Microphones: SPL & Distortion

In the eighth installment of his on-going series, Greg Simmons looks at SPL and distortion and discusses how they affect your microphone choice...


10 September 2021

In the previous three installments we focused on the microphone specifications related to Sensitivity and Noise. A microphone’s Sensitivity specification is important to consider when capturing very quiet sounds or very loud sounds, while its Noise specification is important when capturing very quiet sounds or trying to make very quiet recordings. The emphasis has been on choosing a microphone that provides an output signal that lands somewhere within the preamplifier’s ‘Goldilocks Zone’ – high enough to create a useful signal level without introducing excessive noise, but low enough to avoid overloading the preamplifier’s input circuit and causing distortion.

The last two installments focused on minimising noise. In this installment we move to the other end of the level meter, looking at the specifications that matter when capturing loud sounds.


The most quoted form of distortion found in microphone specifications is ‘clipping’ distortion due to sound energy overloading the microphone’s internal electronics, causing the reproduced signal to be clipped at the peaks and, therefore, distorted. The sound energy required to do this is specified in ‘SPL’, which stands for ‘Sound Pressure Level’; generally speaking, as we increase a sound’s SPL it becomes louder, so we can think of SPL as a way of indicating how loud a sound is at a known distance from the source. SPL values that don’t specify the distance from the sound source are meaningless unless the context makes the distance obvious.

A table of typical SPLs for musical instruments was given in the fifth installment of this series (Sensitivity); it’s repeated here for reference and convenience:

Passive ribbon microphones and passive dynamic microphones don’t contain any active circuitry to distort – although many contain transformers that could be overloaded and driven into saturation (a form of magnetic distortion), but that’s not likely to happen in a microphone unless it’s a very poor design or the transformer was specifically designed to saturate to provide a characteristic tonality. Also, the SPL required to distort a contemporary dynamic microphone’s diaphragm or a contemporary ribbon microphone’s ribbon element is considerably higher than those microphones would (or should!) ever be exposed to in normal use.

Many years ago Royer Labs released a promotional CD that included a recording made by Steve Albini comparing Royer Labs’ R121 ribbon microphone, Shure’s SM57 dynamic microphone and Coles’ 4038 vintage ribbon microphone on a loud electric guitar amplifier. The vintage ribbon microphone was obviously overloaded. To be fair, its design pre-dated the use of close-mics on loud guitar amplifiers so such an application was not in its design brief. Albini’s comparison remains valid, however, because it was made in the early days of the ribbon microphone revival when people were putting vintage ribbon microphones in front of loud guitar amplifiers and wondering why some of them sounded bad. You can listen to that recording here.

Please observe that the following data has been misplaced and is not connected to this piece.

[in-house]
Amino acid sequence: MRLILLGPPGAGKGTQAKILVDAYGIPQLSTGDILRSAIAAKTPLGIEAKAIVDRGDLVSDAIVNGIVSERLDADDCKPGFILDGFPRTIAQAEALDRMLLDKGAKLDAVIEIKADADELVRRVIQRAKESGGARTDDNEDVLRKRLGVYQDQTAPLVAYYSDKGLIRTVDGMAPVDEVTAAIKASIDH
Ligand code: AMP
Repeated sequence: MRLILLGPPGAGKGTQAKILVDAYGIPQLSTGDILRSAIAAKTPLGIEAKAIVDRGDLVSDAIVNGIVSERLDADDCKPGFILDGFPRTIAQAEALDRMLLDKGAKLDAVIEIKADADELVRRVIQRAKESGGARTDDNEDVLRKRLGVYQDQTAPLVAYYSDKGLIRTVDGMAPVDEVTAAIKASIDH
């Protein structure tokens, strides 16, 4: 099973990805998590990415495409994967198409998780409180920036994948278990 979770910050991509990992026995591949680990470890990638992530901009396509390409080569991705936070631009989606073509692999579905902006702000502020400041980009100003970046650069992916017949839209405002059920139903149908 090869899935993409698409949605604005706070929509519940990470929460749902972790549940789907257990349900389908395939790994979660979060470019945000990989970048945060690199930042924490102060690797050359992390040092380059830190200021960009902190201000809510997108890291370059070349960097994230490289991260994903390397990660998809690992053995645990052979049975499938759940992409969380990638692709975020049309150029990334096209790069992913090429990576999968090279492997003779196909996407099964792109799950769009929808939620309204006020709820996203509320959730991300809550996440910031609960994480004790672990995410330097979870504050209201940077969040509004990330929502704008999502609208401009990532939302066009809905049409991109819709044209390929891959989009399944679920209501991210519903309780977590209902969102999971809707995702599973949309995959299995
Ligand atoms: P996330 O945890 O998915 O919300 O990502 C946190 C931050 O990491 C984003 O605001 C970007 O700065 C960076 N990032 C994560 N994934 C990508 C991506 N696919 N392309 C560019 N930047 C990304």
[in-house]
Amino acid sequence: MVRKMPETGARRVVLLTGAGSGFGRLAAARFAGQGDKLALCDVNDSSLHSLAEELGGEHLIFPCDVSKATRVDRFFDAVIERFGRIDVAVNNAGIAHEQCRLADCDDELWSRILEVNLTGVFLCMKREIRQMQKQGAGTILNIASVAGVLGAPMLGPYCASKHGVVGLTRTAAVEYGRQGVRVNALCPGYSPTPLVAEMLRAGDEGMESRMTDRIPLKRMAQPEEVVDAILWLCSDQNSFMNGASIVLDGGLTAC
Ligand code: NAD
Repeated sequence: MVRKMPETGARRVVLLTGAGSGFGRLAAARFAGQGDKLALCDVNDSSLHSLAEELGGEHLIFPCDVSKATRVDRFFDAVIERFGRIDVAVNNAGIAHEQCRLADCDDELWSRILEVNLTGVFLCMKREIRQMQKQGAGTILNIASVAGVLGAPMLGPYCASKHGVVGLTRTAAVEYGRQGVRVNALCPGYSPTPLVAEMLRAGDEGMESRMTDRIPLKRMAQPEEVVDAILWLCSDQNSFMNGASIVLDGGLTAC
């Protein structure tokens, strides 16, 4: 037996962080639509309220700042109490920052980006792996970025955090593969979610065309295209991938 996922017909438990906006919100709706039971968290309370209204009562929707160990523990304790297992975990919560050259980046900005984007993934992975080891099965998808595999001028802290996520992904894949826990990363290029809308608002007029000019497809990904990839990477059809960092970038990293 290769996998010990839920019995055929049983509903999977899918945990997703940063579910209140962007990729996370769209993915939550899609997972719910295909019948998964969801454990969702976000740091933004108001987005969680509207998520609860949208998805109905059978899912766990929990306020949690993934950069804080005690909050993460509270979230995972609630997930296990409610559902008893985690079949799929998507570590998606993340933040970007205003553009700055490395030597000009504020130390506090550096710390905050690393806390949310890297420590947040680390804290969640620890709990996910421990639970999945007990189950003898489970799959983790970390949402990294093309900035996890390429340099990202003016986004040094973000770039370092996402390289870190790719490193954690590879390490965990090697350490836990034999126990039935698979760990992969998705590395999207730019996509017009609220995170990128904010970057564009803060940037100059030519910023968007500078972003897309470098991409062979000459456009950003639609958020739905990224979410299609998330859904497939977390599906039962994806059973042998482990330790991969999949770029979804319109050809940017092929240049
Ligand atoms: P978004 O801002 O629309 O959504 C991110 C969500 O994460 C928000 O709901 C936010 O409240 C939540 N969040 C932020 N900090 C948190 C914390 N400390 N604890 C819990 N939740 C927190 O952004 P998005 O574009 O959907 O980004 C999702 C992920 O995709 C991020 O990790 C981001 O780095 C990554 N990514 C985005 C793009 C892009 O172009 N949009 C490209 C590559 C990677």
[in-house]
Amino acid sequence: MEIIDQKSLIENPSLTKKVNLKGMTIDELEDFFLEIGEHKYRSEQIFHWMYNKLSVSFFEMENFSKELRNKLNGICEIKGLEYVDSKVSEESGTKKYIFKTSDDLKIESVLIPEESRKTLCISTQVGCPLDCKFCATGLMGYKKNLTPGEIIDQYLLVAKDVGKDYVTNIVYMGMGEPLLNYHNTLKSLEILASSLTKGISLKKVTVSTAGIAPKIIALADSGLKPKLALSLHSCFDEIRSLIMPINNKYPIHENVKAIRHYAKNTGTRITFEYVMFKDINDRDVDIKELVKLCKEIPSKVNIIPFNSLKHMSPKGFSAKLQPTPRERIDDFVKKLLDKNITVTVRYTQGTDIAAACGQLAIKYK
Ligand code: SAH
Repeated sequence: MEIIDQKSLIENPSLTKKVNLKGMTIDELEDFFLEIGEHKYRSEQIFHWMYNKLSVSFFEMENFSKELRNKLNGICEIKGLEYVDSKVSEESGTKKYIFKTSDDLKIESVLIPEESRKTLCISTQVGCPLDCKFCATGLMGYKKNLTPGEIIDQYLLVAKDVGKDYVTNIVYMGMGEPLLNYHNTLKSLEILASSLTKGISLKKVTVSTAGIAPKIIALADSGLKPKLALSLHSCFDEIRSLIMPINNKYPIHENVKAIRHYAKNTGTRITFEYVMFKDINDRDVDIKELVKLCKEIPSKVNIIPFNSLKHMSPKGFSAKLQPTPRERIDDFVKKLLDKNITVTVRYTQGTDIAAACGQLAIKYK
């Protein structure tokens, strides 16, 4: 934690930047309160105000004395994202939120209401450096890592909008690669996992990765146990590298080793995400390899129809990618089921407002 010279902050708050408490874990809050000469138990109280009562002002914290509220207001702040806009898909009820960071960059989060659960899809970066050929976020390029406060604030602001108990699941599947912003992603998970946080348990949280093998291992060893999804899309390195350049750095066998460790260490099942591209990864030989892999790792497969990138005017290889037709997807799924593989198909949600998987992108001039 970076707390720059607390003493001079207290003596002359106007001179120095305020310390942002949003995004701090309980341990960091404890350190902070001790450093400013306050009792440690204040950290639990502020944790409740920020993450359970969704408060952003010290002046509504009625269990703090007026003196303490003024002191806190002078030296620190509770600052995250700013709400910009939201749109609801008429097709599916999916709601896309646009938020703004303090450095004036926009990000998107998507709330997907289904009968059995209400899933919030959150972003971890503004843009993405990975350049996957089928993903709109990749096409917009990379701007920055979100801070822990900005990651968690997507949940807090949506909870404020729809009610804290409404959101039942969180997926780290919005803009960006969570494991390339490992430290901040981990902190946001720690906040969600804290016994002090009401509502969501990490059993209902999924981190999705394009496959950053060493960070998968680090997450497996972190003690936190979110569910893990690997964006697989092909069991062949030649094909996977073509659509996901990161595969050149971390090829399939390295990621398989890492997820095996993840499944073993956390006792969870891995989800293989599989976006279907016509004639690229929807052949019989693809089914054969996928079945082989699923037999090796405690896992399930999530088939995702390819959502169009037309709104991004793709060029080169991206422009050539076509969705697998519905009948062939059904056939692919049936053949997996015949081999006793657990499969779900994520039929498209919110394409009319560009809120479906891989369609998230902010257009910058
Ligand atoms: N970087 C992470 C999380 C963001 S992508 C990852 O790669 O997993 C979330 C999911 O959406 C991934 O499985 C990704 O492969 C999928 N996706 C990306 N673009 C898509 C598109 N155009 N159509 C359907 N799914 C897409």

[Speaking of miking guitar amplifiers with ribbon mics, one popular technique places a Royer R121 aimed directly into the centre of the speaker’s dustcap (the small dome in the centre of the cone) and a Shure SM57 aimed at the point where the dustcap meets the cone. Aligning the SM57’s diaphragm with the R121’s ribbon element is vital for the best results. In response to the popularity of this technique, Royer Labs make the AxeMount dual microphone clip to simplify the alignment and set-up.]

It is unlikely that a contemporary passive dynamic or contemporary passive ribbon microphone (not a faithful recreation of a vintage model) would be driven into clipping distortion. The situation is different, however, with microphones that use powered electronic circuitry (condensers, active ribbons and active dynamics), where there is more potential for clipping.


This specification ultimately represents the microphone’s ‘clipping point’, where the peak level of the signal exceeds the maximum level that the microphone can reproduce, causing the peaks of the signal to be clipped.

The vintage ribbon microphone was obviously overloaded.

The measurement concept is simple: play a sound into the microphone, increase the sound’s SPL until the microphone’s output signal shows a certain percentage of clipping, and measure the SPL that was required to reach that percentage of clipping. By choosing a percentage of distortion that is somehow meaningful – such as on the verge of being audibly noticeable – we can specify the ‘Maximum SPL’ required to reach that percentage of distortion.

But what about the distortion itself? There are numerous forms of distortion in audio electronics; in this case we’re looking for something called ‘THD’. In contemporary use ‘THD’ stands for ‘Total Harmonic Distortion’, where a ‘harmonic’ is defined as an integer (i.e. whole number) multiple of the fundamental frequency. A sine wave is used as the test sound because it’s the only waveform that contains a single frequency; it does not contain any partials, overtones or harmonics, and is therefore the most ‘pure’ of all waveforms – which is why it is used for so many audio-related tests and measurements. It is played into the microphone and its SPL is increased until clipping occurs; at this point the waveform is no longer a pure sine wave and will therefore contain other frequencies that have been introduced by the clipping process.

Because the introduced frequencies are caused by clipping the original signal, they must all be frequencies that can fit complete cycles into one cycle of the original signal – in other words, their waveforms must all pass through the same zero points as the original signal’s waveform (they cannot be any other value but zero when the original signal is at zero). This means they must all be integer multiples of the original frequency, and are therefore harmonics. If we can measure the combined level of all the harmonics introduced by clipping distortion and compare it against the level of the original sine wave, we can determine a THD (Total Harmonic Distortion) figure and express it as a percentage. Knowing this and the SPL, we can specify a Maximum SPL that will create a known percentage of THD.